Speakers: Teri Lucie Thompson, Purdue University and Elizabeth Scarborough, SimpsonScarborough
If you are reinventing, you need a poster child (one that is not controversial and one that is very easy to see transformation in). At Purdue, it was a broken pay telephone that was the first thing people saw at the visitors center - the first thing they saw on campus was broken technology. That lead to a $100,000 investment to renovate the visitors center.
- Central vs. decentralized
- Funding mechanism
- Staff marketing competencies
- Logo proliferation
- Legacy, not strategy
- Measuring success
- Separate plans for news and marketing
- No customer research
These were the obstacles. Which ones do they need to engage?
The strength of the organization was in the news services - they were masterful at pumping out news releases. The MarComm group was functioning more as a print shop. “Creative brief” was non-existent. There were no folks really focused on marketing.
They developed a digital footprint - what’s being said about you, over what channels, and what’s the quality of mention?
They were getting considerably less traffic than their peers - sites were blocked that were crawlable. There were huge opportunities for search engine optimization.
Karlyn’s Note: Presenter said that they compared “Google Analytics” data, and another attendee said “since it was a public school, that’s public knowledge” - while its possible to compare the traffic on your site with others, you can’t get access to Google Analytics data unless someone gives it to you. You can use services like Alexa and Compete, but let’s be careful not to make Google Analytics a general term for ALL web traffic data. (a) It’s much more than just web traffic volume and (b) it’s a specific tool.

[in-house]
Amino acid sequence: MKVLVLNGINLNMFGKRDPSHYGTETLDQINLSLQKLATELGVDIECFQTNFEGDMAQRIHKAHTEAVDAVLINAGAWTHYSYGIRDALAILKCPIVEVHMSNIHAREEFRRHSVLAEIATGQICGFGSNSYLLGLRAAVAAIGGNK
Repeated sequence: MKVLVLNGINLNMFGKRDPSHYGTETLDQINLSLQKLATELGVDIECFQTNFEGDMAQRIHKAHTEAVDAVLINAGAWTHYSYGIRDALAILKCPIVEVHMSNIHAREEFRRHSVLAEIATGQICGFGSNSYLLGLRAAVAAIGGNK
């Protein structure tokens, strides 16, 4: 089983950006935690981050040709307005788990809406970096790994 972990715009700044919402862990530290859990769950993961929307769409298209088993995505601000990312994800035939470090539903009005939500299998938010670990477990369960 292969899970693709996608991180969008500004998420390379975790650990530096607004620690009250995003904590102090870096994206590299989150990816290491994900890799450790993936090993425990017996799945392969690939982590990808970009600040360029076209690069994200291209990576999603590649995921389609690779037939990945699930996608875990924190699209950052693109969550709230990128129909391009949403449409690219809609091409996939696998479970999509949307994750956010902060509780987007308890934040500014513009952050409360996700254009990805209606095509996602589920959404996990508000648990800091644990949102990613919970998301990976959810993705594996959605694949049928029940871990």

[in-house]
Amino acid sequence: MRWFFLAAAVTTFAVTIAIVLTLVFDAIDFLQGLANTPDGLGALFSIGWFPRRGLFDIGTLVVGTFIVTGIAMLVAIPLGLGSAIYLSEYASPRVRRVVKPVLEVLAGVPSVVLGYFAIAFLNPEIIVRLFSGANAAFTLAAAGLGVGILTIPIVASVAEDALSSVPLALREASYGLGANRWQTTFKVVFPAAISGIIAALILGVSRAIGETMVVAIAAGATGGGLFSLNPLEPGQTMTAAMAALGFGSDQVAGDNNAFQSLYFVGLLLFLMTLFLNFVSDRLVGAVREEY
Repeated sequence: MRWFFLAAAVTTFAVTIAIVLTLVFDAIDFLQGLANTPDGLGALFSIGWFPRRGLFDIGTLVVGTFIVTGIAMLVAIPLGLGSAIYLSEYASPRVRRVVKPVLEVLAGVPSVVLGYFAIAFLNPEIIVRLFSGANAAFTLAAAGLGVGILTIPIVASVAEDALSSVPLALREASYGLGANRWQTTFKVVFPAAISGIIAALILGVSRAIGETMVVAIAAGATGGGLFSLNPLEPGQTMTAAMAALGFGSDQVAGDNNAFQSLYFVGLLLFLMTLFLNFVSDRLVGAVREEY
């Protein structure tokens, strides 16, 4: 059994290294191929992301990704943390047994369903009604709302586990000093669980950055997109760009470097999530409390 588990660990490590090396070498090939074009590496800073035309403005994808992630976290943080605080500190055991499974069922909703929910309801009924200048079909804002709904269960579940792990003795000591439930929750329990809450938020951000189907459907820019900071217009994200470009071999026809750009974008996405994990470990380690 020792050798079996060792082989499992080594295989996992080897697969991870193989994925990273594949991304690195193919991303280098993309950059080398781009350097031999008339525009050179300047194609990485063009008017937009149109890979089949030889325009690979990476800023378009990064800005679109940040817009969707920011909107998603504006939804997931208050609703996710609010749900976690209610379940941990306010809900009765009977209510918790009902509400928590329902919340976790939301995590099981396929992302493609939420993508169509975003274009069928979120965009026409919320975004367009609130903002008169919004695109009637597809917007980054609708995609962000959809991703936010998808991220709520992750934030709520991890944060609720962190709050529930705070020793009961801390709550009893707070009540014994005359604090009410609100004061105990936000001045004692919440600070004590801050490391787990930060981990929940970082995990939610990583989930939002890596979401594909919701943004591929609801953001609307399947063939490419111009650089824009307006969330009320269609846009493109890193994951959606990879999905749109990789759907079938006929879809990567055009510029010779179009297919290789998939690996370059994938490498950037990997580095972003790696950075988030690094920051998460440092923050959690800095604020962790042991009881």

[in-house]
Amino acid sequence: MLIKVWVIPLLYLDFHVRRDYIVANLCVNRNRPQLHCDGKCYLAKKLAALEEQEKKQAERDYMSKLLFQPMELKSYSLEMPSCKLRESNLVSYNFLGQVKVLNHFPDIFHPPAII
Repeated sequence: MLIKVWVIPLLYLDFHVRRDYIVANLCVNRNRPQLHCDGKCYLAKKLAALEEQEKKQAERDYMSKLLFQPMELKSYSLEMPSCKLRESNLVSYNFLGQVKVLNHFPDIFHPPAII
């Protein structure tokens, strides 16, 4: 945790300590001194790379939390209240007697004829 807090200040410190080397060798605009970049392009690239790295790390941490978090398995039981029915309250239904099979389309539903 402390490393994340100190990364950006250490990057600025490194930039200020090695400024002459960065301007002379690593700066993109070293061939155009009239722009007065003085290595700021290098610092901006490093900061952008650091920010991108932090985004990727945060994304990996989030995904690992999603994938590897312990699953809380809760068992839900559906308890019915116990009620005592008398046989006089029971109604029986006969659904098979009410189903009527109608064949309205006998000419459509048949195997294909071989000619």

Though they were great at producing news, once it made its way to the web, it was taking journalists up to six clicks to find something.
They dumped thousands of articles into Wordle to see what message people would get from them. Huge disconnect between what they thought they stood for, and the news that was being written.
Organization Reorg: They switched over to a centralized marketing group and completely restructured the organization. They are six months in…still honeymoon time.
Overhauled website and navigation. Hates beauty shot of campus. Banner on their website rotates and it all relates to stuff that’s in the news.
When a press release didn’t work, they put a video on YouTube and it took off.
The Identity Initiative
People can identify with identity universally at an institution.
Your brand is the sum total of all associations made with your institution.
Your positioning is your researched, documented, agreed upon desired brand association.
Logos, visual identity, and/or tagline are simply reflections of your brand.
SMART brand strategy:
Your brand shouldn’t just last for a few years….it should last until you’re dead. The campaign can change…new taglines and such…but the brand strategy should stay the same.
Guiding Questions for Purdue:
- What level of baseline awareness of Purdue exists among key constituents?
- How is Purdue perceived among key constituents?
- What are the perceived competitive strengths and weaknesses of the University?
- What misperceptions, if any, exist?
- What are opinions about Purdue (and other Big 10 and/or lang-grant institutions) shaped and influenced?
- What is Purdue’s most powerful and compelling differential advantage?
- What motivates key constituents, including alumni and donors, to seek a relationship with Purdue?
- Identity Assessment
- Qualitative Research: 20 Focus groups
- Qualitative Research: 40 In-depth interviews
- Quantitative Research
Karlyn’s Note: One of the best presentations of the conference!